Gannon University Hosts Exchange Student from Ireland
Posted: May 15, 2014
More than 150 years ago, Thomas Patrick Gannon came from County
Roscommon in Ireland, not far from County Limerick, to settle in
northwestern Pennsylvania and start a family that would include
Archbishop John Mark Gannon.
A scant 50 miles from County Roscommon, the town of Limerick
sent another sort of pioneer to northwestern Pennsylvania. Her name
is Mai Burke Hayes, the first student from Limerick's Mary
Immaculate College to attend Gannon University as part of a recent
cooperative agreement between the two Catholic institutions of
Mary "I," as Hayes calls it, is the oldest institution of higher
education in Limerick, and is recognized as a leader in teacher
education in Ireland. "It's very much the same as Gannon," she
said, "a small, tight-knit community.
Arriving on campus during the coldest month of a winter that
challenged even lifelong Erieites, the junior education major
learned that things are a bit different on this side of the ocean.
"I won't miss the snow," she said in a charmingly tangy brogue. "At
first I thought it was so pretty, but now . . ."
Hayes also had to adjust to the way that teachers are trained in
America. "At Mary 'I,' it's your responsibility to go to lectures,
to do the work. It's independent study, and we do everything
together, the same 64 people in every class we take. Academically
of course, Gannon is very strong, with a lot of homework. I'm at my
desk for hours, whereas at 'Mary I,' we'd get weeks to do
Still, she said, "I see the upside to smaller classes and
getting to know different people, and Gannon is much more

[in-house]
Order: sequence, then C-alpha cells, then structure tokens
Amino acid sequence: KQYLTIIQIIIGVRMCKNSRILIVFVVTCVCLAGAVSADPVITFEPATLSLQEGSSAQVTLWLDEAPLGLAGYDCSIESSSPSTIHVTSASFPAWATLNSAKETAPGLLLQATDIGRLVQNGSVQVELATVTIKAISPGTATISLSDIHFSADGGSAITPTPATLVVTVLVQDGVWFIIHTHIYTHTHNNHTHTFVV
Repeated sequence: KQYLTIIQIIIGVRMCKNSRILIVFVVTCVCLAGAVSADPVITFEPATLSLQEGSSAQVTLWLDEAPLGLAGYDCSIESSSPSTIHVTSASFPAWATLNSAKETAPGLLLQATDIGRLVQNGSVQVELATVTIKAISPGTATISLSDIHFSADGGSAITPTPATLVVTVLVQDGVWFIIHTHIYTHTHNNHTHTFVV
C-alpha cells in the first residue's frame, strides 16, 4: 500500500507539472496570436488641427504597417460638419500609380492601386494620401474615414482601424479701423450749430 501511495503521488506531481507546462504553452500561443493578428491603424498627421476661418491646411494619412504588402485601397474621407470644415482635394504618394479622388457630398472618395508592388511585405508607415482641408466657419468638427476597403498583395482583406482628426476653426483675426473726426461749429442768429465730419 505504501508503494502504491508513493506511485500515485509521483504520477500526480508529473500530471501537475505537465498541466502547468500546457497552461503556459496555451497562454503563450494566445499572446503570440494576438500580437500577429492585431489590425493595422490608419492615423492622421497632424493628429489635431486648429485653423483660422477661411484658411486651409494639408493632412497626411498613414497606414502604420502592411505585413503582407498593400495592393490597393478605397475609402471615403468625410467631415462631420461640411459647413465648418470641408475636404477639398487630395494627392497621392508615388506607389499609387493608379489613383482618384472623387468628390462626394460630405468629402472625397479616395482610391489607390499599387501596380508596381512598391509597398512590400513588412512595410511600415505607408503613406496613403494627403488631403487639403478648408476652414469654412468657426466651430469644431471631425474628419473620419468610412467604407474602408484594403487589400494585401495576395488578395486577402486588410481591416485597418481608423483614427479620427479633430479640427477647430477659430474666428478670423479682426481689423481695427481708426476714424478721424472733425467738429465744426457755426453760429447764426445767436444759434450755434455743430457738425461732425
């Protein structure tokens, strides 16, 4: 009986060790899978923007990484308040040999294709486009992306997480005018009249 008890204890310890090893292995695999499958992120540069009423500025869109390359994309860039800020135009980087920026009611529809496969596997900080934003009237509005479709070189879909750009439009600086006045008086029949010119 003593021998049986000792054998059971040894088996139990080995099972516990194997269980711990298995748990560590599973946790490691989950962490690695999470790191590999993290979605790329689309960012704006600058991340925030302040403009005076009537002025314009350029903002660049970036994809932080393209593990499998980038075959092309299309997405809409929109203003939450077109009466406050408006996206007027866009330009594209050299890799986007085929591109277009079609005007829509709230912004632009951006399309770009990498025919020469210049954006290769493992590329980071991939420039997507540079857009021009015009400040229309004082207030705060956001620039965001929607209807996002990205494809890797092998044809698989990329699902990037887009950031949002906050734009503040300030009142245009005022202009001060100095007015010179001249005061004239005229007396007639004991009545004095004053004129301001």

interactive than 'Mary I' that's lecture-based."
Just the same, when the opportunity to spend a semester at
Gannon arose, Hays leapt at the chance with the tenacity of an
athlete who excelled at camogie, the rugged female equivalent of
Irish hurling. The adjustments necessary to become accustomed to a
different culture weren't always easy, but Hayes has been able to
find echoes of home. "I'm on placement at St. Peter Cathedral
School, which is close to my experience," she said. Though she
misses her family, Hayes has friends to ease the transition. "That's
been very easy. Everyone has been so lovely."
And there is shopping, something she will miss when she returns
to Limerick at the semester's end. "The price of clothes and makeup
is next to nothing here," she noted. "I can't help myself,
especially when you hit the sales."
About her experience in Erie, Hayes said, "It is hard to be away
and missing things. I had no idea what to expect, It was a lot of
work, and a lot of adjustment, but the opportunity to travel to
places I've never been, like Florida or New York, is so